Bion. Oh, we are spoild, and yonder he is, deny him, forswear him, or else we are all undone.

[Exeunt Biondello, Tranio and Pedant. milf Luc. Pardon, sweet father.

Vin. Lives my fweet fon?
Bian. Pardon, dear father.
Bap. How haft thou offended? where is Lucentio ?

Luc. Here's Lucentio, right son to the right Vincentio,
That have by marriage made thy daughter mine:
While counterfeit fuppofers bleer'd thine eyne.

Gre. Here's packing with a witness to deceive us all.

Vin. Where is that damnd villain Tranio,
That fac'd and brav'd me in this matter fo?

Bap. Why, tell me, is not this my Cambio ?
Bian. Cambio is chang'd into Lucentio.

Luc. Love wrought these miracles. Bianca's love
Made me exchange my late with Tranio,
While he did bear my countenance in the town :

And happily I have arriv'd at lat
¿Unto the wished haven of my bliss ;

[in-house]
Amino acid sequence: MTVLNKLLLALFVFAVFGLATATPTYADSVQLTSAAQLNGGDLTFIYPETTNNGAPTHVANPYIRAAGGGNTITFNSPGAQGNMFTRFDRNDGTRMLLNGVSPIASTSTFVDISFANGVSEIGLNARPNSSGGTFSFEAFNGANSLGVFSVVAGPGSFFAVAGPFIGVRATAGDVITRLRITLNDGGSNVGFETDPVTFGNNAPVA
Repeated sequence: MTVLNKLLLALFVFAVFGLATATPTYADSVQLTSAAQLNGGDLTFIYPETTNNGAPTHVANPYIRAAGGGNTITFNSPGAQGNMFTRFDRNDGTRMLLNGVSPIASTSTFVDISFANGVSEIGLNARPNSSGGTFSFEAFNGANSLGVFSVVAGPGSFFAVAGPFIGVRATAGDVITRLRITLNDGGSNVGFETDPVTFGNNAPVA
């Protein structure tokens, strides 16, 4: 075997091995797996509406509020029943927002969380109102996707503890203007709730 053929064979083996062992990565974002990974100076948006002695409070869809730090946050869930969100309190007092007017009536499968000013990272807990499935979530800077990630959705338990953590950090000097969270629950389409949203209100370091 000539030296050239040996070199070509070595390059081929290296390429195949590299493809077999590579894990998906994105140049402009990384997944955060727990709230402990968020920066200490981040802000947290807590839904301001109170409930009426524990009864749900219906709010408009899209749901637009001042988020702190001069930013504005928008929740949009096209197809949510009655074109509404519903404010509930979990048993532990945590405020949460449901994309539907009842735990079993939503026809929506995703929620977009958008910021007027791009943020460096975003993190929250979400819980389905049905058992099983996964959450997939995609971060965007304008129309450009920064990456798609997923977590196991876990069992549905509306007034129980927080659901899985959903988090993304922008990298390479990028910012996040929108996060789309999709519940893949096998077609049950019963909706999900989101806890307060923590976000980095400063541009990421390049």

What Tranio did, myself enforc'd him to;
Then pardon him, swect father, for my fake.
of Vini i'll fit the villain's nose, that would have sent
me to the jail.

Bap. But do you hear, Sir, have you married my daughter without asking my good will?

Vin. Fear not, 'Baptista, we will content you, go to:
But I will in, to be reveng'd on this villain. [Exit.

Bap. And I to found the depth of this knavery. Exit.
Luč. Look not pale, Bianca, thy father will not frown.

[Exeunt. Gre. My cake is dough, but I'll in among the rest, Out of hope of all, but my share of the feast. [Exit,

[Petruchio and Catharina, advancing. Cath. Husband, let's follow, to see the end of this ado. Pet. First kiss me, Kate, and we will.